The Role of ADHD and Your Brain’s Executive Functions

execfunct

What is executive function?

If do much reading about ADHD sooner or later you are going to come across the term “executive function” and wonder what in the heck is that?

Simply put, executive function is a term that psychologists and medical professionals use to describe the higher functions of our brain that help us control and self-manage ourselves.  Here’s one technical definition:  “The administrative portion of the brain that coordinates and regulates  organization, time management and perception, deferred gratification, prioritization, attention, impulse control and persistence at tasks.” So what does that really mean?

Executive function is most easily understood by looking at a few examples:

  • When you resist that piece of chocolate when you are on a diet, you are using the executive function of your brain to defer the pleasure of that yummy chocolate right now for your longer term goal of losing weight.
  • When you bite your tongue instead of telling someone off, your executive functions help you evaluate consequences (you might hurt their feelings or make them mad at you) and control the impulse to blurt out your opinion.
  • If you have a project in school that you really dislike but you know you need to accomplish in order to pass the class, executive functions help you make a plan to break down the project into bite sized pieces, stick with it when you are feeling frustrated or bored, and ask for help when you get stuck.
  • Getting ready to leave the house on time, you use executive functions to keep one eye on the clock and the other on the things you need to get into your backpack before you run out the door to catch the bus.

LD Online, a great source of information about learning disabilities and ADHD, identifies some of the major areas of executive functions:

  • making plans,
  • keeping track of time,
  • keeping track of more than one thing at once,
  • meaningfully including past knowledge in discussions,
  • engaging in group dynamics,
  • reflecting on our work and evaluating ideas,
  • changing our minds and making mid-course and corrections while thinking, reading and writing,
  • finishing work on time,
  • asking for help,
  • waiting to speak until we’re called on, and
  • seeking more information when we need it.

ADHD and Executive Functioning

The challenge with understanding how ADHD and executive functioning are interrelated is that EVERYONE can have executive function troubles at different times – it’s a matter of degree. When you have ADHD you are more often challenged by executive functions than people who don’t have it.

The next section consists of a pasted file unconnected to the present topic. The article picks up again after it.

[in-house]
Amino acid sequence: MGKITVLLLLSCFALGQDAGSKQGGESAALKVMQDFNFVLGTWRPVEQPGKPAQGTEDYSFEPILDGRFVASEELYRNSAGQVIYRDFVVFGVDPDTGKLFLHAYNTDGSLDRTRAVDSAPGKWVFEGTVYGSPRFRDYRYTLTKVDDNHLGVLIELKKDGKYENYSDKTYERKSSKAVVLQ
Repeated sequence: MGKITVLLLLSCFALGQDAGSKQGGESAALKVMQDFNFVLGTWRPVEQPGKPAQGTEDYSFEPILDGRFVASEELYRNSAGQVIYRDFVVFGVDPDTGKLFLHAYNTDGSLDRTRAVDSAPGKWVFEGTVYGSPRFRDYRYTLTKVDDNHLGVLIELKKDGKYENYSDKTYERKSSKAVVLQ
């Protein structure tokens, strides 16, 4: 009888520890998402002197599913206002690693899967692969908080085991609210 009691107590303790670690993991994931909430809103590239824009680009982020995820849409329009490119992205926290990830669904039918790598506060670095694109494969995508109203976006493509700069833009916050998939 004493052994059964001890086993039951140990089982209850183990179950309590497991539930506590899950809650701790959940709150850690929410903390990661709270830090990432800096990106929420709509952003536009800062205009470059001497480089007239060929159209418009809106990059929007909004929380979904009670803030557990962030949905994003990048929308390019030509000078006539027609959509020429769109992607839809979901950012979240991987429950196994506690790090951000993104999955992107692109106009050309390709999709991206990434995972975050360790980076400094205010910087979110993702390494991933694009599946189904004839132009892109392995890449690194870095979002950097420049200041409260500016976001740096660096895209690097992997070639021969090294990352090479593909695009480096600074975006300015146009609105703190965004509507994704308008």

Let’s assume you have ADHD. When something is interesting to you, you are all over it. No executive function problems there, right? However, you’ve probably also found that difficult or uninteresting tasks can be very difficult to pay attention to – even when it’s something that is important such as remembering your girlfriend’s birthday or paying your water bill. Executive functions help reveal why ADHD isn’t simply a matter of will power or caring enough. As Thomas E. Brown, Ph.D., Yale University School of Medicine says,

Most people, those who do not have ADHD, can usually make themselves pay attention to tasks, even tasks that are boring, when they recognize that they just have to do it. People with ADHD find it much more difficult to make themselves pay attention unless the task is one that has immediate interest value to them. The core of their problem is … being able to manage their mind to focus on tasks they need to do, even when those tasks are not immediately interesting.

An ADHD coach works with you to support and build your executive functions

The role of a coach is to address executive functioning challenges with structured support and accountability.  Their long term goal is to help you figure out strategies and accommodations to work with your ADHD so you can accomplish everything you care about and need to get done to achieve your goals.  Edge Coaches will help you with executive functions such as:

  1. scheduling,
  2. goal setting,
  3. confidence building,
  4. organizing,
  5. focusing,
  6. prioritizing, and
  7. persisting at tasks.

You can learn to work with your ADHD strengths – hyperfocusing on things that are interesting for example. And you can learn ways to stick with it to do those boring tasks (like filling out paperwork, showing up on time or passing a prerequisite class) so you can accomplish your dreams. What are you waiting for? exec

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One thought on “The Role of ADHD and Your Brain’s Executive Functions

  1. Pingback: CorePsych | TotallyADD, Rick Green, Parker & Galileo Teamwork

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